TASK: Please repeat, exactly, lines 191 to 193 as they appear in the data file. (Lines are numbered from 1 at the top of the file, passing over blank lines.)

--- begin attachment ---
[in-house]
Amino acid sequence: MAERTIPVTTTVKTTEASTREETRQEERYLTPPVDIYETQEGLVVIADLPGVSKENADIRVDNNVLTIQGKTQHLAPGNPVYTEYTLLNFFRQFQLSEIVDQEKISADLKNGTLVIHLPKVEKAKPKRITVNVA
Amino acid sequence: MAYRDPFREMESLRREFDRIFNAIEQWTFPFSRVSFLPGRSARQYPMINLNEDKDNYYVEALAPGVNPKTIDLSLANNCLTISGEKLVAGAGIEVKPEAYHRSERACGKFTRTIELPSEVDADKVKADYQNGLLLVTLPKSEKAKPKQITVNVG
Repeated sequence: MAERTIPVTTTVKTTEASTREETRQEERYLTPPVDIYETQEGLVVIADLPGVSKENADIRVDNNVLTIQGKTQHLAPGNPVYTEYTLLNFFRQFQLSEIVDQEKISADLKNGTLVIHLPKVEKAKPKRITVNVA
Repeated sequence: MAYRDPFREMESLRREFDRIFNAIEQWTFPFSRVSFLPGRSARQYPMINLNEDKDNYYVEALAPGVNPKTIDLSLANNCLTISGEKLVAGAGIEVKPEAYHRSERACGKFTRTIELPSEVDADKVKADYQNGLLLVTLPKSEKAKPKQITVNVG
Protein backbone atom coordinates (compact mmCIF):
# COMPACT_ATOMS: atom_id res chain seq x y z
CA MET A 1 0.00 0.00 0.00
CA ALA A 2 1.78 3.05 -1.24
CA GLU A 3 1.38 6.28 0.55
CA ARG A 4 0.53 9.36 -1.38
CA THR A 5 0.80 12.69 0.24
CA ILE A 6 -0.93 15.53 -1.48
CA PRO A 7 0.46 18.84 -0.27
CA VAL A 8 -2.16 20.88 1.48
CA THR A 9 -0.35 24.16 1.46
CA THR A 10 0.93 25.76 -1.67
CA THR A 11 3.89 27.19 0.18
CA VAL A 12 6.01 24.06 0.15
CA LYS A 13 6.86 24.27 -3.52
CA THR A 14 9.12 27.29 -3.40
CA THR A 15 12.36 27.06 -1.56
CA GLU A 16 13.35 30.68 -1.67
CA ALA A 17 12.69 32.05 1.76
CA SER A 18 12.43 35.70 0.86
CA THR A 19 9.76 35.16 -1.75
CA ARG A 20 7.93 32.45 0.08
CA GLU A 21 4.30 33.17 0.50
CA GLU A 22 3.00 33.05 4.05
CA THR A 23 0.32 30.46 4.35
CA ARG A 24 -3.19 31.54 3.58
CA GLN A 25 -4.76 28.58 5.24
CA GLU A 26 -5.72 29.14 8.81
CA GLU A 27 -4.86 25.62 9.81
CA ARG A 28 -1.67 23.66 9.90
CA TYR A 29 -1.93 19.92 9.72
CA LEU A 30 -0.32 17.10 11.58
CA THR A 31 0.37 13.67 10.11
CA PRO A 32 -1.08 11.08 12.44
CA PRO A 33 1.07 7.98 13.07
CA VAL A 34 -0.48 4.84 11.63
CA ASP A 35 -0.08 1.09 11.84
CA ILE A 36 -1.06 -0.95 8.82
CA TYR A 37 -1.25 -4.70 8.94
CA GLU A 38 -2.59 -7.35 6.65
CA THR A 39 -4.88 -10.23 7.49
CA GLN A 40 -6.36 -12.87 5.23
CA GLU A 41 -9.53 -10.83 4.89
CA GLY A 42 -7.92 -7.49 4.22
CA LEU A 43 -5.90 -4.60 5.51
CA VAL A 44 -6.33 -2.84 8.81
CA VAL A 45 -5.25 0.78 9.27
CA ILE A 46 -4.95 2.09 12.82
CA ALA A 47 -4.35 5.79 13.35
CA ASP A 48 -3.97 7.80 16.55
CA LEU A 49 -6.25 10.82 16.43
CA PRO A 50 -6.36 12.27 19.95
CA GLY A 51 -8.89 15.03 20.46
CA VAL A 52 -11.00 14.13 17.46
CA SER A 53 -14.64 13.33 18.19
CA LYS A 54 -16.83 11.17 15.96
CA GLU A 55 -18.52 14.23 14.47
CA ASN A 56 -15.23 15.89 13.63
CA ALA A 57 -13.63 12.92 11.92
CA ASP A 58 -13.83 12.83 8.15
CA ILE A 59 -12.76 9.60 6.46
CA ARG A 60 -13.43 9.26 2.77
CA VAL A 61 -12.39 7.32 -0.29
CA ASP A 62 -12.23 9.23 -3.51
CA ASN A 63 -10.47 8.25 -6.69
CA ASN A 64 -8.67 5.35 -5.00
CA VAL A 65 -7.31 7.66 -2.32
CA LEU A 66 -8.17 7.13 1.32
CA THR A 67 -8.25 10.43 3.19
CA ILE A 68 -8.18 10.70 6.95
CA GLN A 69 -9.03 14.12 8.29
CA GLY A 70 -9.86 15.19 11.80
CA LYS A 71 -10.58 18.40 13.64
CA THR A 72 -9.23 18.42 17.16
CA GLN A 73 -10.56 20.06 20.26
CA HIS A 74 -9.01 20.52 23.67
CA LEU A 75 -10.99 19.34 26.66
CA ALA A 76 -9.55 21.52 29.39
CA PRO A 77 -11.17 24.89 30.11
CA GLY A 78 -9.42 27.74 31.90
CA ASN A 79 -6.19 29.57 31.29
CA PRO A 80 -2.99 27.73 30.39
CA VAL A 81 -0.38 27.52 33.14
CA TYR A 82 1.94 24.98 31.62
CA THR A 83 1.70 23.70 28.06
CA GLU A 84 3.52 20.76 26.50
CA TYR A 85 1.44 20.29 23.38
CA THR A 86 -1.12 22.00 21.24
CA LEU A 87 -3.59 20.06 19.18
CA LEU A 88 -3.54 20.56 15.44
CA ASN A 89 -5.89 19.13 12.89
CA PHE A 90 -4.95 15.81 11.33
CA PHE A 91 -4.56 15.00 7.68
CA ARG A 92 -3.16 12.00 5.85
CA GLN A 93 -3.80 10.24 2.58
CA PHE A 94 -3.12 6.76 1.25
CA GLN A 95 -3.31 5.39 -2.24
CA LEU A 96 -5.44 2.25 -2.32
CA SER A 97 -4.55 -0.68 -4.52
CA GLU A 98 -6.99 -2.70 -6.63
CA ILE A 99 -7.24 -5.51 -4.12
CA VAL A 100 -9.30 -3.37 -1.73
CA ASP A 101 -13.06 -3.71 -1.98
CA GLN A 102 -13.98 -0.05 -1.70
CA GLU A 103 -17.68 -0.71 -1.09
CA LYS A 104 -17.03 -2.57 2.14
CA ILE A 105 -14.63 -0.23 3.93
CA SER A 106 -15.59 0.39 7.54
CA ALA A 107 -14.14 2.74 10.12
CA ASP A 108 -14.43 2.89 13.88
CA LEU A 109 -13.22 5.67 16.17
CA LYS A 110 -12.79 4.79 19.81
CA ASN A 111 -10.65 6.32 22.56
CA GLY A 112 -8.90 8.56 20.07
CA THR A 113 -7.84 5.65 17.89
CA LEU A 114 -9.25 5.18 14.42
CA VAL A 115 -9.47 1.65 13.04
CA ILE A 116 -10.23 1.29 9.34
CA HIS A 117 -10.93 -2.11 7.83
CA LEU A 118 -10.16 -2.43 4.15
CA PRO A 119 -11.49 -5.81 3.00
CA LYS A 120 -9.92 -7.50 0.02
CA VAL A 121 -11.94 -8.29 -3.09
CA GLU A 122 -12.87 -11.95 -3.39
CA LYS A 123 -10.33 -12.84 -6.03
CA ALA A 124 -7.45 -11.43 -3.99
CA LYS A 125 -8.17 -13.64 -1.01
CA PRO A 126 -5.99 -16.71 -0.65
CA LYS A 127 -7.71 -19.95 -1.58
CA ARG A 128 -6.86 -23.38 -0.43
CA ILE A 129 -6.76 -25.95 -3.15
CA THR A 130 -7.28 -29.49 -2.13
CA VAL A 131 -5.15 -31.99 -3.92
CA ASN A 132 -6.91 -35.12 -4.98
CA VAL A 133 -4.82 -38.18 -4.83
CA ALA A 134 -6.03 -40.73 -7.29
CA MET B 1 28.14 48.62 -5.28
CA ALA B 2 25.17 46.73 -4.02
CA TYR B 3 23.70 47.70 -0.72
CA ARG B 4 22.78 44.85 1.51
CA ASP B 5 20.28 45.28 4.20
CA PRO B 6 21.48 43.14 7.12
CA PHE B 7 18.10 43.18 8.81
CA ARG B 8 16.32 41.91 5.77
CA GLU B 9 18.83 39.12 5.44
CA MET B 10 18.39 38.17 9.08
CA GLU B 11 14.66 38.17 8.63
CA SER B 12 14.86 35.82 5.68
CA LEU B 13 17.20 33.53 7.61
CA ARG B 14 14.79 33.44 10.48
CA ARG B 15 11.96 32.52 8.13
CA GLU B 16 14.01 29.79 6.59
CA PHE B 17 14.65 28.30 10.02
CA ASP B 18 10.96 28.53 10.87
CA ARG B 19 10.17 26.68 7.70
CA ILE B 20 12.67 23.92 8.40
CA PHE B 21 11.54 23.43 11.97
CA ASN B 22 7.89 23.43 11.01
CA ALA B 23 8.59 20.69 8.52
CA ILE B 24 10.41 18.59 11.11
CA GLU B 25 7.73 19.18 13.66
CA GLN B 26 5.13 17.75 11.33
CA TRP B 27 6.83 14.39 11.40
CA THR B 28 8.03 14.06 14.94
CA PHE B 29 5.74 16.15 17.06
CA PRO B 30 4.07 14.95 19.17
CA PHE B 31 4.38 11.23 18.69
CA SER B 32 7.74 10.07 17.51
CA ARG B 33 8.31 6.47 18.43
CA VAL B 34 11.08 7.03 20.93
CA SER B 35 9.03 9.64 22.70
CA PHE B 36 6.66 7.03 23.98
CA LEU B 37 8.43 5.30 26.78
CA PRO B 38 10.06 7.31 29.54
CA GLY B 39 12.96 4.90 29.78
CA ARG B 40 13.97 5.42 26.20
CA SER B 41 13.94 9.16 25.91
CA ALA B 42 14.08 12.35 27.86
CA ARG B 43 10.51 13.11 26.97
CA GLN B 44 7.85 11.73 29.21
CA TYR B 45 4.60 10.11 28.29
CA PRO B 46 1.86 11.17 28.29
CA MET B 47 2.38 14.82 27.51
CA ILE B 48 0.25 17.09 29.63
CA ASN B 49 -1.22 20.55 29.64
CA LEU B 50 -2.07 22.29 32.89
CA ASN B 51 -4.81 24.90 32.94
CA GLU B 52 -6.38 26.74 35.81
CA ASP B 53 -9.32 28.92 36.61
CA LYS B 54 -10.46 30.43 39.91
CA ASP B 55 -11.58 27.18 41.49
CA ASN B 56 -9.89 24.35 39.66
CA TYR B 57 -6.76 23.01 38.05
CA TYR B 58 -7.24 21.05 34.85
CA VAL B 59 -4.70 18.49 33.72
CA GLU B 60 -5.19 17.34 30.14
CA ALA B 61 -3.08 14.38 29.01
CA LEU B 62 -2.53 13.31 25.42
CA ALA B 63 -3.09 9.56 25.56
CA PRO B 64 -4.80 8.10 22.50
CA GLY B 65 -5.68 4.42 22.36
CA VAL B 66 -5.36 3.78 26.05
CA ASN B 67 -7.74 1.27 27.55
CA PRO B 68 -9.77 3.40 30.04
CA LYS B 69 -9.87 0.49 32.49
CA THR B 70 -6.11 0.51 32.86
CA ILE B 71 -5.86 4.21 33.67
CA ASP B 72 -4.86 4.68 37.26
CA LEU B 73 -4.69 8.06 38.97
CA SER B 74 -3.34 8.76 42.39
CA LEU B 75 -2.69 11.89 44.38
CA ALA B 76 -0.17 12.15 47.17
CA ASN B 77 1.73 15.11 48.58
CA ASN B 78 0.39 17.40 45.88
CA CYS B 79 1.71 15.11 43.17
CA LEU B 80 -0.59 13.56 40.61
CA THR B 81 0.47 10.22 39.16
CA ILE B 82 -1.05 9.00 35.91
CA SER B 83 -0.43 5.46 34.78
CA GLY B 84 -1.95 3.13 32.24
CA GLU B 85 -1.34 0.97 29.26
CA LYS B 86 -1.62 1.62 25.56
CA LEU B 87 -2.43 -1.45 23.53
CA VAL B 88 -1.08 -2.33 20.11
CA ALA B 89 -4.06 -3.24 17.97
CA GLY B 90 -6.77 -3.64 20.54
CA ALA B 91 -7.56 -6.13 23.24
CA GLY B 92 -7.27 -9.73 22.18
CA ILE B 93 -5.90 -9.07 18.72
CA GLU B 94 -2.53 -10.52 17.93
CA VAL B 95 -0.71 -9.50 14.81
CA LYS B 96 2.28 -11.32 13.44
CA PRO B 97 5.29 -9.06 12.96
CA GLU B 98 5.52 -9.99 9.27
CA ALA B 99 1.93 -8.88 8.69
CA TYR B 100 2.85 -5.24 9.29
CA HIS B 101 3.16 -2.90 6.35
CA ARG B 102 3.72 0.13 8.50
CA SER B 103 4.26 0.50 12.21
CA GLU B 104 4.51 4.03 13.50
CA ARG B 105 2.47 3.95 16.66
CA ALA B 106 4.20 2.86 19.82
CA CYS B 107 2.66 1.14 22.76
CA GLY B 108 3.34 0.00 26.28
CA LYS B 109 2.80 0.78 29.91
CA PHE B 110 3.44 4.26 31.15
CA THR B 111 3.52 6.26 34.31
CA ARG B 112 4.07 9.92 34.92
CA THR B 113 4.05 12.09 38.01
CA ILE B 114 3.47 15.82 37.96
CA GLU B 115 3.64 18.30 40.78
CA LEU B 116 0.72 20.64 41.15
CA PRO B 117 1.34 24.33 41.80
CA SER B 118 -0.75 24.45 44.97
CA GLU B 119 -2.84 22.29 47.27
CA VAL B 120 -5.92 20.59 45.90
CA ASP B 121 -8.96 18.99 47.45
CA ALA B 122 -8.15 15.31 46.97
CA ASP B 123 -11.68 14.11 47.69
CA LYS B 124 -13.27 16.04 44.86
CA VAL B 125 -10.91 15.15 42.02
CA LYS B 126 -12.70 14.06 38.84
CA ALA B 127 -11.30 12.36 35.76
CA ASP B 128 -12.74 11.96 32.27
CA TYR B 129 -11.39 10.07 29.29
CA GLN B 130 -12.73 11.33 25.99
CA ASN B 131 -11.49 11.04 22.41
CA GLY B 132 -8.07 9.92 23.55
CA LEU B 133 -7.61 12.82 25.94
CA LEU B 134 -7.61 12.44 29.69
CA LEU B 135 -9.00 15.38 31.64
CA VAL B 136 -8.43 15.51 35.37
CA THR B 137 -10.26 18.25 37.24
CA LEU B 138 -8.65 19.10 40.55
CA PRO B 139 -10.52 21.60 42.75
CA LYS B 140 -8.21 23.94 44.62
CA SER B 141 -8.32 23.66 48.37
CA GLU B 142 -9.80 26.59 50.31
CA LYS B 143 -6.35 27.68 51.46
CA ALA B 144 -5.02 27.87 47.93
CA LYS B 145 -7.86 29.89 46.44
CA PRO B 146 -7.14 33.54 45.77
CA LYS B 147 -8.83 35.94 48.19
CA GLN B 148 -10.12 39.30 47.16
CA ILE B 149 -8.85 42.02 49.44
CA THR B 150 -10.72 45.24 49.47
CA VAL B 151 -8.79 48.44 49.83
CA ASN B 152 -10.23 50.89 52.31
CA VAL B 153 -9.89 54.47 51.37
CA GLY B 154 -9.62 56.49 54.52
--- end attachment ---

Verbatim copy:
CA LEU B 50 -2.07 22.29 32.89
CA ASN B 51 -4.81 24.90 32.94
CA GLU B 52 -6.38 26.74 35.81